Director Darbuka Siva speaks to TNM about his debut feature film ‘Mudhal Nee Mudivum Nee’, and also shares insights from his journey as a musician and composer.

An image from the film Mudhal Nee Mudivum NeeScreengrab/ YouTube- Mudhal Nee Mudivum Nee
Flix Kollywood Wednesday, February 09, 2022 - 14:49

The recently released Tamil coming-of-age film, Mudhal Nee Mudivum Nee evokes a sense of nostalgia. Set in North Madras of the 90s, some scenes such as a group of friends visiting Spencer Plaza, youngsters listening to music in a cassette shop, and classroom antics have taken audiences back to their childhood. This is perhaps the reason why Mudhal Nee Mudivum Nee is being widely discussed on social media since its premiere on Over-the-top (OTT) platform Zee5 on January 21.

Darbuka Siva makes his directorial debut with Mudhal Nee Mudivum Nee. He started his career as an independent musician and shot to fame after composing the popular Tamil romantic track ‘Maruvaarthai’ for the movie Enai Noki Paayum Thota. In an interview with TNM, Darbuka Siva talks about the casting choices and screenplay of his debut feature film Mudhal Nee Mudivum Nee, and also shares insights about his journey as a musician.

Did you expect this kind of reception for your movie? Do you think it has appealed to audiences because of the nostalgia it evokes?

I don’t ardently follow everything that happens online but I am aware of the response the film has been garnering. I knew a certain crowd would appreciate the film but did not expect it to appeal to so many people. I am not sure if it is possible to generalise and say a particular kind of movie works because what kind of content works is a mystery.

But when it comes to Mudhal Nee Mudivum Nee, I guess people liked that it was a breath of fresh air and didn’t follow the visual grammar that so many other films do. For instance, it doesn’t have heroic opening scenes or dramatic romantic portions. I think people liked that it was organic.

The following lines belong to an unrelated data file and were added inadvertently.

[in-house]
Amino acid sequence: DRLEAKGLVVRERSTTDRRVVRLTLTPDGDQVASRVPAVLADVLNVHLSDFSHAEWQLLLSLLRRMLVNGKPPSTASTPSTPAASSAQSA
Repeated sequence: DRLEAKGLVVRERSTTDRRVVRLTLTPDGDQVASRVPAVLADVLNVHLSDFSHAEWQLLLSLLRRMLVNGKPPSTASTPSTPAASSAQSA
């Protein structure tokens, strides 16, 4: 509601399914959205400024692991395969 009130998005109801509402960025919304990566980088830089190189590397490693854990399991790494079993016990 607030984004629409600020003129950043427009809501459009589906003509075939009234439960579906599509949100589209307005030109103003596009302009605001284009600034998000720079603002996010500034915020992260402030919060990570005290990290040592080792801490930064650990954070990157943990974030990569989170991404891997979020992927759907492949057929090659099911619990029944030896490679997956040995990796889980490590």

The character arc of Vinoth is strikingly similar to your own life and career. How did you craft his character?

We had to make the characters relatable. Some parts were inspired by people I’ve met, and there were additional layers added in others. Vinoth and especially his career might be similar to mine, but all the characters have parts of me. Writers tend to craft characters that reflect their own lives in some way. But at the same time, a character like Catherine is very different from me. I had to imagine how a person with those character traits would act in a school in North Madras of the 90s.

Did you envision MNMN as an OTT film? Were you worried about its performance or success on OTT?

When I started the film I didn't think about whether it was going to end up in theatres or OTT. If I had started thinking about that, I might have focused more on customising the film to suit the medium and it would have lost its authenticity.

Producers, directors and platforms are trying to figure out what kind of content works well with audiences to decide what kind of projects they should sign. There is also research being done on this. But I am not interested in going by stats or analysis. I only work on projects that excite me or I am going to be proud of.

MNMN was risky too because it is a low-budget film filled with nostalgia. I knew that its success depended on factors like the time when it was released, how people received the film, and it was a matter of chance occurrence. As artistes, we have to take those risks at times.

What was the casting process like? Why did you choose not to narrate the entire script to the actors?

I preferred having debut actors on board because I felt that audiences would come with certain expectations or preconceived notions if it featured well-known actors. Also, not all actors would have been willing to spend time in workshops before the shoot or be willing to go onscreen without makeup.